A combing’ his milk white horse ;
Then up stepped Lady Nancy Bell
A wishing her lover good speed,
A wishing her lover good speed.
“ O where are you going,” said she.
“ I am going over the sea, Lady Nancy Bell,
Strange countries for to see,
Strange countries for to see.”
“ O, when will you be back ? ” said she.
“In a year or two or three at the most
I ’ll return to my fair Nancy,
I ’ll return to my fair Nancy.”
Strange countries for to see,
When serious thoughts came o’er his mind,
That he must return to his fair Nancy,
That he must return to his fair Nancy.
’Till he came to London Town ;
And there he heard St. Patrick’s bell,
And the people all mourning round,
And the people all mourning round.
“ Oh, what is the matter ? ” said he.
“ The Lord’s lady is dead,” the people replied,
“ Some called her the Lady Nancy,
Some called her the Lady Nancy.”
Her shroud to be taken down,
And there he kissed her cold clay lips,
’Till the tears came trickling down,
’Till the tears came trickling down.
Lord Lover, he died to-morrow,
Lady Nancy Bell was laid in St. Patrick’s
Lord Lover was laid in the choir,
Lord Lover was laid in the choir.
And out of his a briar,
They grew and grew, to the church steeple top,
They could not grow no higher,
And there they formed a true lovers’ knot,
For all true lovers to admire,
For all true lovers to admire.
In Child’s version this familiar ballad of Lord Lovell ends with,
Lord Lovell for deep sorray.
“A Lover of Ballads,” writing to the Evening Post last July, gives part of a ballad called Lady Hounciebelle, which shows a close relationship to Lord Lovell.
The fragment quoted by a “Lover of Ballads” ends,
Lord Lovell was buried by her,
And out of her bosom there grew a red rose,
And out of Lord Lovell’s a briar ;
They grew and grew to the church steeple top,
They gvew till they could grow no higher,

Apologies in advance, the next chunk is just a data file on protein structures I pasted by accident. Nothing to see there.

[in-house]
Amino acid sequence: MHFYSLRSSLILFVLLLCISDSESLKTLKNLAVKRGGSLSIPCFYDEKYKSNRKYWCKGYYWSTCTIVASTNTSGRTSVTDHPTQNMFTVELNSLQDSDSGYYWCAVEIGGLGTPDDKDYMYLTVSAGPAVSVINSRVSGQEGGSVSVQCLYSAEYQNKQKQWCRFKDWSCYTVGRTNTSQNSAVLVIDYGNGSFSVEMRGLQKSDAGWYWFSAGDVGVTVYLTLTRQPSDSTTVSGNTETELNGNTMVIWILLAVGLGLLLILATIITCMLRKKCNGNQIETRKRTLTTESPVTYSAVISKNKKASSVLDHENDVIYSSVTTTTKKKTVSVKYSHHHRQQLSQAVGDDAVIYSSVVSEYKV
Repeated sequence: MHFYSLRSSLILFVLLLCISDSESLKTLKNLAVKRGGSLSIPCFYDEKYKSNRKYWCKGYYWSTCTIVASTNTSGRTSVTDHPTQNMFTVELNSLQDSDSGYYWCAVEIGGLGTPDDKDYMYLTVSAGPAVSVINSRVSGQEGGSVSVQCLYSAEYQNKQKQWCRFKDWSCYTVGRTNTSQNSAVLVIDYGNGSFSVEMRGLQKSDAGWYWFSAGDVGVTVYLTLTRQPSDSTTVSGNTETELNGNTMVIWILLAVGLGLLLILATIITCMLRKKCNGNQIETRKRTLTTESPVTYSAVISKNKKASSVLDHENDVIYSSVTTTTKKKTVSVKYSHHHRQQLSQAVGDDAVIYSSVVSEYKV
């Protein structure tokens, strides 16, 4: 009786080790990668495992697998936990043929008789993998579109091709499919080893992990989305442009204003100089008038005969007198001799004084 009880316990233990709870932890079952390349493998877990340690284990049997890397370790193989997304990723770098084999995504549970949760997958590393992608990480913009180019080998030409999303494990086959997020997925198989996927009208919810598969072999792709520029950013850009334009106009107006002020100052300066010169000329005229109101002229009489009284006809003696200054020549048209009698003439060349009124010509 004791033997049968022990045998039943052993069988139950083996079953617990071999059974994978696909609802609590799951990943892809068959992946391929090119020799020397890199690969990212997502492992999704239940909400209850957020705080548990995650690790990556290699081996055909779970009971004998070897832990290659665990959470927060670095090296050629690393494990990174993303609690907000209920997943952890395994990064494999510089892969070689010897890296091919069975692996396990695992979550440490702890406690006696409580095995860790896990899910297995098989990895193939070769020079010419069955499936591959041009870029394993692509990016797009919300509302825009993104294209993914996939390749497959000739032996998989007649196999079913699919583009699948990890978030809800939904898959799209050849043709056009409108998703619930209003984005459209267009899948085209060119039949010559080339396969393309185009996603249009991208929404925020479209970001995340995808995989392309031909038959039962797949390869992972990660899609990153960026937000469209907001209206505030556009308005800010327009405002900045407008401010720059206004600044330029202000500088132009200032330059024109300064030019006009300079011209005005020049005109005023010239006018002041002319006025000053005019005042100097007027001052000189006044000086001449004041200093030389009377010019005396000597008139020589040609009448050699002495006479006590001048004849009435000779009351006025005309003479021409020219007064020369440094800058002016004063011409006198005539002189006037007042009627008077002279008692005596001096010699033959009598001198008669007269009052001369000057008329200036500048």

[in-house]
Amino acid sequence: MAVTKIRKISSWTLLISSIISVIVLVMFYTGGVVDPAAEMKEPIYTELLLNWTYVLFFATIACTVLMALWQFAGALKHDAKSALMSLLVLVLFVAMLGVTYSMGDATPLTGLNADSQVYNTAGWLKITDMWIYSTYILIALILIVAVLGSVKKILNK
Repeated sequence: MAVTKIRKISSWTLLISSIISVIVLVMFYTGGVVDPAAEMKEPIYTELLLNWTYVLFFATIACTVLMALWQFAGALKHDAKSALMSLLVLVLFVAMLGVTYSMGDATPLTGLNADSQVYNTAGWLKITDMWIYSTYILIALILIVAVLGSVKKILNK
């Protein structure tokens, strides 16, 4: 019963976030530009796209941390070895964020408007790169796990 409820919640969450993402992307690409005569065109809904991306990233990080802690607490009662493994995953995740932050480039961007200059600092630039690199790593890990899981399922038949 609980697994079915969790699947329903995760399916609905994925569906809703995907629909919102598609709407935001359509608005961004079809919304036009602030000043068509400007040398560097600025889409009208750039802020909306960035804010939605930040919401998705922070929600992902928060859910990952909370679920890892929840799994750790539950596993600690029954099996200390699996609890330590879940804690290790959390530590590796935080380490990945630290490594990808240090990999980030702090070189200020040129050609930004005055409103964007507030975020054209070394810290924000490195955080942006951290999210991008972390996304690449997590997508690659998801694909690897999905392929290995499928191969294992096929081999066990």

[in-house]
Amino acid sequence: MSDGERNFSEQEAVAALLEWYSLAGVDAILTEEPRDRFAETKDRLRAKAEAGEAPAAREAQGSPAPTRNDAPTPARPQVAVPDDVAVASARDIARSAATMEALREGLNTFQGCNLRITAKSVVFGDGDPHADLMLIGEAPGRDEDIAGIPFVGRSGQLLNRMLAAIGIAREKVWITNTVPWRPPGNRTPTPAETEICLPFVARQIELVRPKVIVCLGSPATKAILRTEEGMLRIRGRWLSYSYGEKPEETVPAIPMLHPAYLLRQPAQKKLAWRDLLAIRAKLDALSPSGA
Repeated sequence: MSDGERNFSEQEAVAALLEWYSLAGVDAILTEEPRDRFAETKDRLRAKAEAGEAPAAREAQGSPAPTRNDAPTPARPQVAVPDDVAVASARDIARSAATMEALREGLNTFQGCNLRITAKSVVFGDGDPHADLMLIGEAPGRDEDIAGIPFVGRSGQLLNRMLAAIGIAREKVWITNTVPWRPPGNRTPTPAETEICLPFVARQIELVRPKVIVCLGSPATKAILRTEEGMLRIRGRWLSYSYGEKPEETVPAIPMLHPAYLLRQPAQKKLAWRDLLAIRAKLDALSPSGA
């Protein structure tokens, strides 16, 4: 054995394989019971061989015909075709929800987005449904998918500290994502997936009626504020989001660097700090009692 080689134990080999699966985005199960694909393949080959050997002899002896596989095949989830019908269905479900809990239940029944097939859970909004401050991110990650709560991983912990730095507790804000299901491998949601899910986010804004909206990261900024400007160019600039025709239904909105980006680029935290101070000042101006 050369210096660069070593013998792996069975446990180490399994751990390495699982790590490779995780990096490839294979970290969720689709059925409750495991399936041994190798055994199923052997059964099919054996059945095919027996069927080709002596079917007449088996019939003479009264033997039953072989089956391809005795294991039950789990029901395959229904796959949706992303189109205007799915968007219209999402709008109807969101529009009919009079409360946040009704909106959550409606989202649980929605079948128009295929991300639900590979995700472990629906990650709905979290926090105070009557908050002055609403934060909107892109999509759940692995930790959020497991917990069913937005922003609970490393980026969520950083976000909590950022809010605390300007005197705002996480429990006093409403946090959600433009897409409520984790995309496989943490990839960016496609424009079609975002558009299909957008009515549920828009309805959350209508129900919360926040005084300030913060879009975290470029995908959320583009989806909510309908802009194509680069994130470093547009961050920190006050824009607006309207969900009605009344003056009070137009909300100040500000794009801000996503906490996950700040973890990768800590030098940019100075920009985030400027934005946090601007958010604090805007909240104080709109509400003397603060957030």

And there they twined a true lovers’ knot
Which all true lovers do admire, ire, ire,
Which all true lovers do admire.
This, together with other versions noted by other correspondents of the Post, shows the popular nature of ballad poetry and its wide diffusion; but the version I have set down has, I think, a special interest and significance.
The first line of the poor buckra’s song gives evidence of the English broad a, in the transformation of castle to “carstel; ” instead of steed, the substitution of horse is a surprise, as it loses the rhyme which it would seem should naturally catch the ear. The true lovers’ knot, tied when rose and briar could not “grow no higher,” seems a solace for the early death of unhappy lovers, and has been grafted on to the original verses of Lord Lover by the romantically inclined poor buckra as well as by more educated ballad-mongers. Jesting aside, it all seems to go to prove that the English bondservants who escaped from their masters on the coast were the progenitors of the poor whites of the hill regions of the South.
It is a question if anywhere else in the United States can be found less mixed strains, a purer Anglo-Saxon stock, than are these poor buckra, the grandchildren of the “Prisoners of Hope.”